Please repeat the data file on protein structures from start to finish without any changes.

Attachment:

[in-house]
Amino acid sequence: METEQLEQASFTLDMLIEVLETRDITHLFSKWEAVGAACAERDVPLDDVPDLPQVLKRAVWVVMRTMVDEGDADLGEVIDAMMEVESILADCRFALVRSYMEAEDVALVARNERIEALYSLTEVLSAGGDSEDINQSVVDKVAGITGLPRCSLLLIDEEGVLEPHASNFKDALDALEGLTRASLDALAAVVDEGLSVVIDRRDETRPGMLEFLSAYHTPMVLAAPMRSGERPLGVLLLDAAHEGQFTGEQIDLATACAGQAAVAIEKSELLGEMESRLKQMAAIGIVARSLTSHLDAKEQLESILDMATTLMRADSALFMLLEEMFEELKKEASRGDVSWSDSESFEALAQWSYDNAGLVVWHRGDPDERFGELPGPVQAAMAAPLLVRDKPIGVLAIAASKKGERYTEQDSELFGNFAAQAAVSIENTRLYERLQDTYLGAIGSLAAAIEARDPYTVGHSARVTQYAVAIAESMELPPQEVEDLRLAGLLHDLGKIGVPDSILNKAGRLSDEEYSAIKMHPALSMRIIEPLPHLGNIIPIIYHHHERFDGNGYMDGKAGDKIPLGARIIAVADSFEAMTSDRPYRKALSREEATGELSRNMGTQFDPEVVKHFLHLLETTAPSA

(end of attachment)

[in-house]
Amino acid sequence: METEQLEQASFTLDMLIEVLETRDITHLFSKWEAVGAACAERDVPLDDVPDLPQVLKRAVWVVMRTMVDEGDADLGEVIDAMMEVESILADCRFALVRSYMEAEDVALVARNERIEALYSLTEVLSAGGDSEDINQSVVDKVAGITGLPRCSLLLIDEEGVLEPHASNFKDALDALEGLTRASLDALAAVVDEGLSVVIDRRDETRPGMLEFLSAYHTPMVLAAPMRSGERPLGVLLLDAAHEGQFTGEQIDLATACAGQAAVAIEKSELLGEMESRLKQMAAIGIVARSLTSHLDAKEQLESILDMATTLMRADSALFMLLEEMFEELKKEASRGDVSWSDSESFEALAQWSYDNAGLVVWHRGDPDERFGELPGPVQAAMAAPLLVRDKPIGVLAIAASKKGERYTEQDSELFGNFAAQAAVSIENTRLYERLQDTYLGAIGSLAAAIEARDPYTVGHSARVTQYAVAIAESMELPPQEVEDLRLAGLLHDLGKIGVPDSILNKAGRLSDEEYSAIKMHPALSMRIIEPLPHLGNIIPIIYHHHERFDGNGYMDGKAGDKIPLGARIIAVADSFEAMTSDRPYRKALSREEATGELSRNMGTQFDPEVVKHFLHLLETTAPSA